Author + information
- Received December 29, 2013
- Revision received February 27, 2014
- Accepted April 6, 2014
- Published online August 1, 2014.
- Vasilis Babaliaros, MD∗∗ (, )
- Chandan Devireddy, MD∗,
- Stamatios Lerakis, MD∗,
- Robert Leonardi, MD∗,
- Sebastian A. Iturra, MD†,
- Kreton Mavromatis, MD∗,
- Bradley G. Leshnower, MD†,
- Robert A. Guyton, MD†,
- Mihir Kanitkar, MD∗,
- Patricia Keegan, NP∗,
- Amy Simone, PA†,
- James P. Stewart, MD∗,
- Nima Ghasemzadeh, MD∗,
- Peter Block, MD∗ and
- Vinod H. Thourani, MD†
- ∗Structural Heart and Valve Center, Division of Cardiology, Emory University School of Medicine, Atlanta, Georgia
- †Structural Heart and Valve Center, Division of Cardiothoracic Surgery, Emory University School of Medicine, Atlanta, Georgia
- ↵∗Reprint requests and correspondence:
Dr. Vasilis C. Babaliaros, Emory University Hospital, F606, 1364 Clifton Road, Atlanta, Georgia 30322.
Objectives The aim of this study was to compare transfemoral transcatheter aortic valve replacement (TF TAVR) performed in a catheterization laboratory (minimalist approach [MA]) with TF TAVR performed in a hybrid operating room (standard approach [SA]).
Background A MA-TF TAVR can be performed without general anesthesia, transesophageal echocardiography, or a surgical hybrid room. The outcomes and cost of MA-TF TAVR compared with those of the SA have not been described.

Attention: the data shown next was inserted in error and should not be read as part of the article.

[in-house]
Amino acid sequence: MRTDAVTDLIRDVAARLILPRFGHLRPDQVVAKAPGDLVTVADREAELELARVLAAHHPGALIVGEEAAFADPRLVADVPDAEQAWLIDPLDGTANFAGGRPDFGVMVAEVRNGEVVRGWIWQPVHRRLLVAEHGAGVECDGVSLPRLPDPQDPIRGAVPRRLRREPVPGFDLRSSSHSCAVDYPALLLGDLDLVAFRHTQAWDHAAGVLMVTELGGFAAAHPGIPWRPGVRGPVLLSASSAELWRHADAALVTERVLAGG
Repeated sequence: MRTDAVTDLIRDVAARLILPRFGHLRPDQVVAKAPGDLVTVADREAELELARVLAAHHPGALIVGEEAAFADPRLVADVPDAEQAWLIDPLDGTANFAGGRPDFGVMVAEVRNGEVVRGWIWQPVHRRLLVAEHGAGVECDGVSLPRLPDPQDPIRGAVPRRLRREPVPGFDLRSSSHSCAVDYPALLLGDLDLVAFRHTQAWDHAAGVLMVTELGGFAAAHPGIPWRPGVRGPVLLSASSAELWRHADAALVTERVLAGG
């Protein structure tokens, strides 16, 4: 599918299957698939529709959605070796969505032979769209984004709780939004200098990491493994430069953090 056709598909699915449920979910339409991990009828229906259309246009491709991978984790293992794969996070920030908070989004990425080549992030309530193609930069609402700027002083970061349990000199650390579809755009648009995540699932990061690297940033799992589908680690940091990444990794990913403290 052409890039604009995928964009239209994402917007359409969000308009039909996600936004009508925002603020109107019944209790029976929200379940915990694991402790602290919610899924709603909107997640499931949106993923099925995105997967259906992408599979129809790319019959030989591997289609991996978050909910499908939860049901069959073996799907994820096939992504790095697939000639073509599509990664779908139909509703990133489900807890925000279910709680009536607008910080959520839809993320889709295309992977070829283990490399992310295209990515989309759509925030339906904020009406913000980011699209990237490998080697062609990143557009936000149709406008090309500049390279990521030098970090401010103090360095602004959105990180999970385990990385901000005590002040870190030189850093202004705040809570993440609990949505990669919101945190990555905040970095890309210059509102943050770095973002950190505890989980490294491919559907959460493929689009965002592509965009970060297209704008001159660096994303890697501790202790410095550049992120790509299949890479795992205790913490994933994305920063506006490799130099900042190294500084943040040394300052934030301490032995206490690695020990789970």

Methods Patients who underwent elective, percutaneous TF TAVR using the Edwards Sapien valve (Edwards Lifesciences, Irvine, California) were studied. Baseline characteristics, outcomes, and hospital costs of MA-TF TAVR and SA-TF TAVR were compared.
Results A total of 142 patients were studied (MA-TF TAVR, n = 70 and SA-TF TAVR, n = 72). There were no differences in baseline comorbidities (Society of Thoracic Surgeons score, 10.6 ± 4.3 vs. 11.4 ± 5.8; p = 0.35). All procedures in the MA-TF TAVR group were successful; 1 patient was intubated. Three patients in the SA-TF TAVR group had procedure-related death. Procedure room time (150 ± 48 min vs. 218 ± 56 min, p < 0.001), total intensive care unit time (22 h vs. 28 h, p < 0.001), length of stay from procedure to discharge (3 days vs. 5 days, p < 0.001), and cost ($45,485 ± 14,397 vs. $55,377 ± 22,587, p < 0.001) were significantly less in the MA-TF TAVR group. Mortality at 30 days was not significantly different in the MA-TF TAVR group (0 vs. 6%, p = 0.12) and 30-day stroke/transient ischemic attack was similar (4.3% vs. 1.4%, p = 0.35). Moderate or severe paravalvular leak and device success were similar in the MA-TF TAVR and SA-TF TAVR groups (3% vs. 5.8%, p = 0.4 and 90% vs. 88%, p = 0.79, respectively) at 30 days. At a median follow-up of 435 days, there was no significant difference in survival (MA-TF TAVR, 83% vs. SA-TF TAVR, 82%; p = 0.639).
Conclusions MA-TF TAVR can be performed with minimal morbidity and mortality and equivalent effectiveness compared with SA-TF TAVR. The shorter length of stay and lower resource use with MA-TF TAVR significantly lowers hospital costs.